Look! We accomplished stuff you care about! Now, here’s how we did it.
We added new, visually-oriented charts and then pulled all those charts together into a one-page dashboard:
It was a thing of beauty and we were justifiably proud of it.
Which explains, of course, why we discarded the whole format the next month.
One small step for man…
In retrospect, it seems so obvious now. In the last year or so, Mack Web has grown famous (in our own eyes, at least) for our ‘Goals not Tools’ approach. We were telling everyone we met (seriously, friends, family, strangers on the street) that a sustainable marketing approach had to start with Goals.
Which is why it’s a little embarrassing to admit that it took us so long to get get around to building our reports around the goals we were trying to accomplish.
Suddenly, the ideal framework became so beautifully clear: the metrics reflecting the performance of each campaign across all channels, organized under the goal they were meant to accomplish.
Of course, nothing is that easy. There was still the matter of choosing the right metrics and visualizing them in a way that our clients would see. It meant ensuring that the performance of each campaign was clearly connected to the strategy behind upcoming campaigns.
It also meant greater customization for each client.
Clients are not uniform. Their reports shouldn’t be either.
The client pictured above cared about form submissions as an indicator of success in…uh, increasing form submissions and branded mentions and site metrics as indicators of progress in the realm of thought leadership; other clients cared about other things.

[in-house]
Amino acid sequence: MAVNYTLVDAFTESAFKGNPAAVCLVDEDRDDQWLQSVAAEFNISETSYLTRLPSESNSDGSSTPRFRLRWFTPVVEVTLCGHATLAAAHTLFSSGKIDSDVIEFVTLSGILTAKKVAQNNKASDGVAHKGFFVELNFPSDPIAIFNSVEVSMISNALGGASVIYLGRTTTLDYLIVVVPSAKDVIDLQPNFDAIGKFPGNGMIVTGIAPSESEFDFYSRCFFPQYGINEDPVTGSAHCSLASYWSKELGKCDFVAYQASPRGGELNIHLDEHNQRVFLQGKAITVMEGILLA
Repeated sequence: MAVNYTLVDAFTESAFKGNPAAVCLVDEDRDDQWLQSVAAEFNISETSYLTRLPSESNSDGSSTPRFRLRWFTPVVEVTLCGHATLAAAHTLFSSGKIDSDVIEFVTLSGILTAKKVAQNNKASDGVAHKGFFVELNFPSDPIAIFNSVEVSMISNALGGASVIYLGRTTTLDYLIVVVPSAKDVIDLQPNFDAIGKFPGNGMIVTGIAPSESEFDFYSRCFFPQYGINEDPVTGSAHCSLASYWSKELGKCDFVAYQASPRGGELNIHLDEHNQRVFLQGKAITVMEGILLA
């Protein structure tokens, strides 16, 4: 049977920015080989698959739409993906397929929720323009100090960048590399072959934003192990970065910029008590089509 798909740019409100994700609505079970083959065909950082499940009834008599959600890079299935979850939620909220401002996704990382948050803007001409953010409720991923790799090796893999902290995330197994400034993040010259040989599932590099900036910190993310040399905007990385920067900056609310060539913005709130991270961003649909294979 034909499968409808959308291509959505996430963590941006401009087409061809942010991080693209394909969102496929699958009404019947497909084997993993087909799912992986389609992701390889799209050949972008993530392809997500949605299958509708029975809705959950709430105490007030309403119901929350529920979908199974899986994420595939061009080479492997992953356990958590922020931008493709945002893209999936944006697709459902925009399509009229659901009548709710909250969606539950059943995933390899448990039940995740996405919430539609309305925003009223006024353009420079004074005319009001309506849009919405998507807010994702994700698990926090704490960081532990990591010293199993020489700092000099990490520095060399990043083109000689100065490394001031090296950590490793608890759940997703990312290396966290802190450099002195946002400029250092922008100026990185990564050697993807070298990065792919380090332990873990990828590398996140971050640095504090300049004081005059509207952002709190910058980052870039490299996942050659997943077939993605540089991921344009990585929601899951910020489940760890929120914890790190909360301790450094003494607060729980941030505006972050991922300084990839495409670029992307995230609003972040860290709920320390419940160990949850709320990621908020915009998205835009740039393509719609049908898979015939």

Things like the individual breakdown of engagement on each social network to indicate progress toward identifying and engaging the ideal audience.
Some were more worried about their competitors than others.
If you’re serious about communicating value to your clients…be sure you’re talking to your clients. Not to some anonymized client generalization.
Side Note: To meet or not to meet
While we’re talking about talking to the clients, here’s a thing we’ve gone back and forth on: do we send the report or present the report? Ideally, the report should stand on its own. But how can we be sure they’re really reading and understanding if we aren’t walking them through it?
For now, we meet if there are pressing issues that need to be discussed. We certainly don’t want to waste our time or theirs by reading the report out loud to them. So, if we do in fact have a meeting, we focus on the three most important things that we want them to hear. Sometimes that means an action they need to take, something we want to experiment with, or helping them understand the bigger picture of year-over-year growth instead of just the results of the most current quarter.
Not quite there yet
All told, we’ve come a long way in the field of reporting. Of course, we’re still refining our presentation. For example: charts or line graphs? line graphs or bar graphs?